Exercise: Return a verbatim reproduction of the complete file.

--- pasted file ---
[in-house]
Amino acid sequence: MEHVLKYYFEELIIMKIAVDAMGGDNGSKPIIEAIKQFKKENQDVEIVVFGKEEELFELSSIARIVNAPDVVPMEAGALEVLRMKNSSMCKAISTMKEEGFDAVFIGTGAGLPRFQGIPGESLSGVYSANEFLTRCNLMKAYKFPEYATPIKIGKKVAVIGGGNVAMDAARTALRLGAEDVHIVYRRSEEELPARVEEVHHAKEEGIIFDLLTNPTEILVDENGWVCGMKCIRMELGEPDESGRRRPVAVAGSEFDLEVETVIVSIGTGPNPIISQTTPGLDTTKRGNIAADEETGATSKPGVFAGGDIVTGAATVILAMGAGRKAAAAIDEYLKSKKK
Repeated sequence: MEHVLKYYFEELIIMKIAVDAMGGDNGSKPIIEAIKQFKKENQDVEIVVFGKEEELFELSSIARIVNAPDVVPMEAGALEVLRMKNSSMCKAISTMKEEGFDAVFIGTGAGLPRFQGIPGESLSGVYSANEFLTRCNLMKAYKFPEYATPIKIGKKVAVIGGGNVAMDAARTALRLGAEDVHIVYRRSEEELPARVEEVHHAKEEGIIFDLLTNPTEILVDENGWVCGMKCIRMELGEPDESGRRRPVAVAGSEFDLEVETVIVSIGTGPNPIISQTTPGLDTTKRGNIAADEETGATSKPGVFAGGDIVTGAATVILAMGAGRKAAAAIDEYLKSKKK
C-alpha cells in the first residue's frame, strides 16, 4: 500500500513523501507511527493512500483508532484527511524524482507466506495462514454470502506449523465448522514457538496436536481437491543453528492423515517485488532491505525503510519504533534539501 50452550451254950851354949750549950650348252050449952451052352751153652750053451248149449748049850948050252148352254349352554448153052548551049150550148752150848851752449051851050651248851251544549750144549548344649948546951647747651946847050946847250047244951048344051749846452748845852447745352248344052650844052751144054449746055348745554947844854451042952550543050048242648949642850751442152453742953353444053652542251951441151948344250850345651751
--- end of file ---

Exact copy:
[in-house]
Amino acid sequence: MEHVLKYYFEELIIMKIAVDAMGGDNGSKPIIEAIKQFKKENQDVEIVVFGKEEELFELSSIARIVNAPDVVPMEAGALEVLRMKNSSMCKAISTMKEEGFDAVFIGTGAGLPRFQGIPGESLSGVYSANEFLTRCNLMKAYKFPEYATPIKIGKKVAVIGGGNVAMDAARTALRLGAEDVHIVYRRSEEELPARVEEVHHAKEEGIIFDLLTNPTEILVDENGWVCGMKCIRMELGEPDESGRRRPVAVAGSEFDLEVETVIVSIGTGPNPIISQTTPGLDTTKRGNIAADEETGATSKPGVFAGGDIVTGAATVILAMGAGRKAAAAIDEYLKSKKK
Repeated sequence: MEHVLKYYFEELIIMKIAVDAMGGDNGSKPIIEAIKQFKKENQDVEIVVFGKEEELFELSSIARIVNAPDVVPMEAGALEVLRMKNSSMCKAISTMKEEGFDAVFIGTGAGLPRFQGIPGESLSGVYSANEFLTRCNLMKAYKFPEYATPIKIGKKVAVIGGGNVAMDAARTALRLGAEDVHIVYRRSEEELPARVEEVHHAKEEGIIFDLLTNPTEILVDENGWVCGMKCIRMELGEPDESGRRRPVAVAGSEFDLEVETVIVSIGTGPNPIISQTTPGLDTTKRGNIAADEETGATSKPGVFAGGDIVTGAATVILAMGAGRKAAAAIDEYLKSKKK
C-alpha cells in the first residue's frame, strides 16, 4: 500500500513523501507511527493512500483508532484527511524524482507466506495462514454470502506449523465448522514457538496436536481437491543453528492423515517485488532491505525503510519504533534539501 50452550451254950851354949750549950650348252050449952451052352751153652750053451248149449748049850948050252148352254349352554448153052548551049150550148752150848851752449051851050651248851251544549750144549548344649948546951647747651946847050946847250047244951048344051749846452748845852447745352248344052650844052751144054449746055348745554947844854451042952550543050048242648949642850751442152453742953353444053652542251951441151948344250850345651751